The Children Were Watching

1961, 26 mins


Robert Drew

Executive Producer

Richard Leacock

Filmmaker - Producer

Kenneth Snelson


Lee Hall


Gregory Shuker


Zina Voynow


Stephen Schmidt


Joseph Julian




"A first rate documentary this."

Marie Torre, New York Herald Tribune

"...hard-hitting documents, sometimes stepping on the toes of some viewers."

Broadcasting Magazine

"The films, occasionally beclouded, and the sound track, occasionally difficult to comprehend, added up, despite these deficiencies, to thirty hard-hitting minutes that were not diluted by trying to please everyone."

Richard F. Shepard, The New York Times

"A bold editorial in impressive, often frightening, terms"

Richard F. Shepard, The New York Times


A Drew Associates classic, Richard Leacock photographs the first week of school integration in November 1960 in New Orleans, which is marked by violent demonstrations of hatred by white parents as their children look on, a vision of how prejudice is passed on, one divided generation passing its legacy of conflict to the next.

As six-year-old Ruby Bridges mounts the steps of William Frantz Elementary School as its only African-American student, she is surrounded by three U.S. Marshals to protect her from the menacing crowd. Her first-grade classmate, Yolanda Gabrielle, also 6, is escorted to the same school by her mother, one of the few white children whose parents refused to join a racist boycott. Yolanda becomes the target of the taunts of a crowd of shouting segregationists as she makes her way to school.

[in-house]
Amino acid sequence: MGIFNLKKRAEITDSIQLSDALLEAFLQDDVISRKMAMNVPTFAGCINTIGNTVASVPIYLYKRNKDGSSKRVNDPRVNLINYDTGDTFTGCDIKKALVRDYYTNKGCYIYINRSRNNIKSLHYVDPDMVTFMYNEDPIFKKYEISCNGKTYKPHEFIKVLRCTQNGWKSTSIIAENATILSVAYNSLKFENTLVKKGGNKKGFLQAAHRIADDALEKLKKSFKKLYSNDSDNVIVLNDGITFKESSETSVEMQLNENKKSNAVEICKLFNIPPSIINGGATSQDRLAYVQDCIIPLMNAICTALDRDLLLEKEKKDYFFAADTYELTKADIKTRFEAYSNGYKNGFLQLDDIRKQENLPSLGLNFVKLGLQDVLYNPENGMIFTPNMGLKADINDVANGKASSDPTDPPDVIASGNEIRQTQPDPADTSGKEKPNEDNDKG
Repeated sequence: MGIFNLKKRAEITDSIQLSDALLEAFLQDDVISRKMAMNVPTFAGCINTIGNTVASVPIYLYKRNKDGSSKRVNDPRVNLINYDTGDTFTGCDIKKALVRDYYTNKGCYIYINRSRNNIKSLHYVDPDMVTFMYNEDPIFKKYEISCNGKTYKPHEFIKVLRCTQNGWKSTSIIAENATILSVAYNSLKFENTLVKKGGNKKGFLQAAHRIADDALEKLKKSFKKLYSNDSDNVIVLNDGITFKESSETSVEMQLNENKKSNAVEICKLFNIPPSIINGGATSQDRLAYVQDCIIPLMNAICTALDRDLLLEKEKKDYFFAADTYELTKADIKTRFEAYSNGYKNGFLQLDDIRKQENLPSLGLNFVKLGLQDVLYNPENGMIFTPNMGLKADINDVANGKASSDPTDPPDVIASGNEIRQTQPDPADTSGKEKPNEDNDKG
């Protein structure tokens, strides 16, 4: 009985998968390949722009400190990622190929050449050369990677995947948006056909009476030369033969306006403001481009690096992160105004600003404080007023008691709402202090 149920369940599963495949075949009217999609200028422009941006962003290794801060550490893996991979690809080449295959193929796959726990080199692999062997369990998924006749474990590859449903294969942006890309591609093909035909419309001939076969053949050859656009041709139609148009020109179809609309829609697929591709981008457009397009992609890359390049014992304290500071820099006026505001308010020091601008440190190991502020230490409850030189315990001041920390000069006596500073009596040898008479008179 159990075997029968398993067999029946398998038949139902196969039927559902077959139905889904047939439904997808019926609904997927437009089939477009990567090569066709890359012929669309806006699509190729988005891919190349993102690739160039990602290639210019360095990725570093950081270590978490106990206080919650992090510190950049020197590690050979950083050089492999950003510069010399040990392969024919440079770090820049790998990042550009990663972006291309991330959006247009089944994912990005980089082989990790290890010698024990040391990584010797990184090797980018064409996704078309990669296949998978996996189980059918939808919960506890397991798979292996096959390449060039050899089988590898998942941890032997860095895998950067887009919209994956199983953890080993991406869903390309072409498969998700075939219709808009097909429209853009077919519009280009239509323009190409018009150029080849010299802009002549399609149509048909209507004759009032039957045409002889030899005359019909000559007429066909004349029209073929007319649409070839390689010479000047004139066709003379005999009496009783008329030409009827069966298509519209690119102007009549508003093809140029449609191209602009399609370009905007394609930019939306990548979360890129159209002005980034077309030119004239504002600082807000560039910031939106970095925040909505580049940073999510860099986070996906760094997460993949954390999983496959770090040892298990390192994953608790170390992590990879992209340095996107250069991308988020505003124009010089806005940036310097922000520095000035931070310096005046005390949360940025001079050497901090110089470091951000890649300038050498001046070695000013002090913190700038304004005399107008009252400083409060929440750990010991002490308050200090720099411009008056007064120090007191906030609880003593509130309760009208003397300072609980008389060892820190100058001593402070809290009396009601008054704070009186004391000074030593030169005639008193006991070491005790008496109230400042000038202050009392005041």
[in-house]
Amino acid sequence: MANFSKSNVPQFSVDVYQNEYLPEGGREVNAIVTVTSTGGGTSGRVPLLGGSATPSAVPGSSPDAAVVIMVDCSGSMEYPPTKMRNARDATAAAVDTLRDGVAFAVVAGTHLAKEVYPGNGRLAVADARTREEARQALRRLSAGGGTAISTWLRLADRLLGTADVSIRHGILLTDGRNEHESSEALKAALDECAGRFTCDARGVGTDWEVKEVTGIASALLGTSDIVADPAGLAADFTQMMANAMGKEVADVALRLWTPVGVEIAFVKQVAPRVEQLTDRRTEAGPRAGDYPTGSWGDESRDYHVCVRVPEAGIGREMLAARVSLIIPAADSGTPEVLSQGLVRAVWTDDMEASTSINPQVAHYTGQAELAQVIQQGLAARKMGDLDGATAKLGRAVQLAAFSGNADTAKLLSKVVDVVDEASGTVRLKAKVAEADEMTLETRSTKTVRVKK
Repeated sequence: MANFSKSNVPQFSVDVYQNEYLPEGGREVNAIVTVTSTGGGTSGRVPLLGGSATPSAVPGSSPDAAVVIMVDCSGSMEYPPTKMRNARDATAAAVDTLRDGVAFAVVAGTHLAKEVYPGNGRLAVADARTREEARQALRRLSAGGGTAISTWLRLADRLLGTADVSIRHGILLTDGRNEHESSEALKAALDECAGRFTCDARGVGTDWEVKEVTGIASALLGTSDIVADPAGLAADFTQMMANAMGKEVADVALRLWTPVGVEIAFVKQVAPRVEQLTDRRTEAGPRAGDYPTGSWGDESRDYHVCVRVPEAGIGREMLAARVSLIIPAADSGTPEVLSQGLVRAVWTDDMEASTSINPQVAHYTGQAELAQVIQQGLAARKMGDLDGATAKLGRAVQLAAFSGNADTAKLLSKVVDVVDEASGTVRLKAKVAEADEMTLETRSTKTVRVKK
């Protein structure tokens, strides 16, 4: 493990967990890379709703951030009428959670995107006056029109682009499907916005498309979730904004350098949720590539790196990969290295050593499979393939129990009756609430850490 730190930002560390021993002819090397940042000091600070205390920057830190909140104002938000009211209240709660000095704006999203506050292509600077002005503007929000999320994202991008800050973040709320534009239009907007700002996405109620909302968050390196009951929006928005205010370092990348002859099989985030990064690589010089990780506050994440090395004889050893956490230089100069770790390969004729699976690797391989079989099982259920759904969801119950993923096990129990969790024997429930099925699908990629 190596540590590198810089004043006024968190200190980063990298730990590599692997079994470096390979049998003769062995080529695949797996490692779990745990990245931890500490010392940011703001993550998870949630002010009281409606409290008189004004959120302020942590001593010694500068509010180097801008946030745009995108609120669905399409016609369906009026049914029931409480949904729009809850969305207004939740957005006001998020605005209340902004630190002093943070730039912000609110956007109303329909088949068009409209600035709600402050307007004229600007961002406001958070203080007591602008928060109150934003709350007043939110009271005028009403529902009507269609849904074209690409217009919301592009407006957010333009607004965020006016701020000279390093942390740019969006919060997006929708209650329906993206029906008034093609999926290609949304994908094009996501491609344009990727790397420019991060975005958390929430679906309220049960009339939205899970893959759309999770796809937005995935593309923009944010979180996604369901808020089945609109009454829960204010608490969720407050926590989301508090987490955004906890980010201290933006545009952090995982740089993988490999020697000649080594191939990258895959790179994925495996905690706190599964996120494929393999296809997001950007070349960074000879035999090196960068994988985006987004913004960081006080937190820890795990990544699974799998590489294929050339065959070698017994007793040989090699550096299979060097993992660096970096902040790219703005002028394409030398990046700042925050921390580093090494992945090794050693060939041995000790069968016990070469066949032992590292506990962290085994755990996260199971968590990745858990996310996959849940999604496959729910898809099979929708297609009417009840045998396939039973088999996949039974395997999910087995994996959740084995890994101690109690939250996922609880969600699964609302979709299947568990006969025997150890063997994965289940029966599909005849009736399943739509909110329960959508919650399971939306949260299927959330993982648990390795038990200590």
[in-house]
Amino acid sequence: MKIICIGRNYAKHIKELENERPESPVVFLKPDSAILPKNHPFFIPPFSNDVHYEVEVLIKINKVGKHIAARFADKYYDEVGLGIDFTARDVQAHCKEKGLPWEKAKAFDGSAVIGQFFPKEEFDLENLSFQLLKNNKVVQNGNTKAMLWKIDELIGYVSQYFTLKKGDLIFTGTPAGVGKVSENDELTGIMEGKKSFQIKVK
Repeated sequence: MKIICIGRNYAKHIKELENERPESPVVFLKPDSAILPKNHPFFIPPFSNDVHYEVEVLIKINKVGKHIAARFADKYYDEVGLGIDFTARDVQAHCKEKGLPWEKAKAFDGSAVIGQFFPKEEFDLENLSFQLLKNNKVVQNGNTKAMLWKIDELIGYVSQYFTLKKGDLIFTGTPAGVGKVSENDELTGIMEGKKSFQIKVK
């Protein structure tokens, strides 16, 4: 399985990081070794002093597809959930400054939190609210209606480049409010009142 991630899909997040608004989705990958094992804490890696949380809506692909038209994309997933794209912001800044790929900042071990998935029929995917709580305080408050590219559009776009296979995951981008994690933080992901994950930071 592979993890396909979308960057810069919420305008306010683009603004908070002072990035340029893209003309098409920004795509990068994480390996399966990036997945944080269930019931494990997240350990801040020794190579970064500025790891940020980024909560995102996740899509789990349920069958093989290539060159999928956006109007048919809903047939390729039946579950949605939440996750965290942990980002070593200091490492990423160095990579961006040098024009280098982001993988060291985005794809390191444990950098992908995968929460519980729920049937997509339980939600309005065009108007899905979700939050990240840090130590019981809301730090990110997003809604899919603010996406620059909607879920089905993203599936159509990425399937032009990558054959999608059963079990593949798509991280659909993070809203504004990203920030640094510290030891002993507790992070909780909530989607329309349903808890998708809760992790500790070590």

Children Yolanda Gabrielle escorted by mom

Another first-grader, Tessie Prevost, from the segregated 9th Ward in New Orleans, also receives the protection of U.S. Marshals to enter and leave another nearly empty, newly desegregated elementary school, McDonogh No. 19. She, along with Leona Tate and Gail Etienne, had previously attended black-only schools in their neighborhood. Tessie’s grandmother explains that Tessie was raised to know that just because a person was white did not mean they were any different from her, and so the tumult around her attending a new school is confusing.

When Yolanda’s mom comes to pick her up at the end of the school day, the ugly crowd swarms them on the walk home. Police only intervene when a fight breaks out, but then do little else to prevent the harassment. The crowd follows Yolanda home and surrounds her family’s house, banging on windows and yelling slurs. Yolanda’s father comes home from work only to tell his wife that he’s been provoked by angry co-workers to quit his job.

Children woman hits camera

The narrator concludes: “As for the children watching, perhaps you have discovered in them another, deeper story: of their legacy of conflict, handed down as it has been for generations. But now with some changes. Now, for the first time, there are the Tessie Prevosts and children following in the footsteps of Yolanda Gabrielle watching, too. Watching their parents, supported by the law of the land, in calm and determined opposition to the fury spent against them. What all the children are learning as they now watch will only be discovered when they become parents and their children are watching them.”

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